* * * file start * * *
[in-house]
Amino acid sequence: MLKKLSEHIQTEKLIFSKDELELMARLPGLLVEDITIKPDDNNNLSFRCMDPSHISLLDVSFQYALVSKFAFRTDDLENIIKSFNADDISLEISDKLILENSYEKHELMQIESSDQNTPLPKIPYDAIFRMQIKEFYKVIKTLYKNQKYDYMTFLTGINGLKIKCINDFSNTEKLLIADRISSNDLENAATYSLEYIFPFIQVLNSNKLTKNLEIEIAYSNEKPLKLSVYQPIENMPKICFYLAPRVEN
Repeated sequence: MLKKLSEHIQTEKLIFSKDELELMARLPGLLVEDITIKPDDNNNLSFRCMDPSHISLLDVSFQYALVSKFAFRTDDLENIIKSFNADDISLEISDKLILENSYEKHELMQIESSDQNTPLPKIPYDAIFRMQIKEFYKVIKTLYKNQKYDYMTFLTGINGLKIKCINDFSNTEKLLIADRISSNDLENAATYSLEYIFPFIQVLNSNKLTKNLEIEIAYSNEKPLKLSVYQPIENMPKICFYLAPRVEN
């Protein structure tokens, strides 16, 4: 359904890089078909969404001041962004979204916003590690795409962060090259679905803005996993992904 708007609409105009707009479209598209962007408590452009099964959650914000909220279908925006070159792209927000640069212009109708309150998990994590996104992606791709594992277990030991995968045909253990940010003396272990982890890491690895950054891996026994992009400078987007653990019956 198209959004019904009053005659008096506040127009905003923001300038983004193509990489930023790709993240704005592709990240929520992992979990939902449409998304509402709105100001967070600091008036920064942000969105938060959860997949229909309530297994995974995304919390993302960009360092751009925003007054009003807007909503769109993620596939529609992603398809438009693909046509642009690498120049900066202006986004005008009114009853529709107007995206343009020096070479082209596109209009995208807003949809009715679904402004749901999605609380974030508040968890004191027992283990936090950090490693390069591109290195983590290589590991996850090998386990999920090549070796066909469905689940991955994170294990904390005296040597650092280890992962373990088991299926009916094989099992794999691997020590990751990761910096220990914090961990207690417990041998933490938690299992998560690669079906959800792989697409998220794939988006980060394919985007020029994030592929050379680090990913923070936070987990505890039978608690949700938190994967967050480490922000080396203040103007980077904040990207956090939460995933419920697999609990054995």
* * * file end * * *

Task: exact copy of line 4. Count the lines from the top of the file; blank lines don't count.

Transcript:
């Protein structure tokens, strides 16, 4: 359904890089078909969404001041962004979204916003590690795409962060090259679905803005996993992904 708007609409105009707009479209598209962007408590452009099964959650914000909220279908925006070159792209927000640069212009109708309150998990994590996104992606791709594992277990030991995968045909253990940010003396272990982890890491690895950054891996026994992009400078987007653990019956 198209959004019904009053005659008096506040127009905003923001300038983004193509990489930023790709993240704005592709990240929520992992979990939902449409998304509402709105100001967070600091008036920064942000969105938060959860997949229909309530297994995974995304919390993302960009360092751009925003007054009003807007909503769109993620596939529609992603398809438009693909046509642009690498120049900066202006986004005008009114009853529709107007995206343009020096070479082209596109209009995208807003949809009715679904402004749901999605609380974030508040968890004191027992283990936090950090490693390069591109290195983590290589590991996850090998386990999920090549070796066909469905689940991955994170294990904390005296040597650092280890992962373990088991299926009916094989099992794999691997020590990751990761910096220990914090961990207690417990041998933490938690299992998560690669079906959800792989697409998220794939988006980060394919985007020029994030592929050379680090990913923070936070987990505890039978608690949700938190994967967050480490922000080396203040103007980077904040990207956090939460995933419920697999609990054995």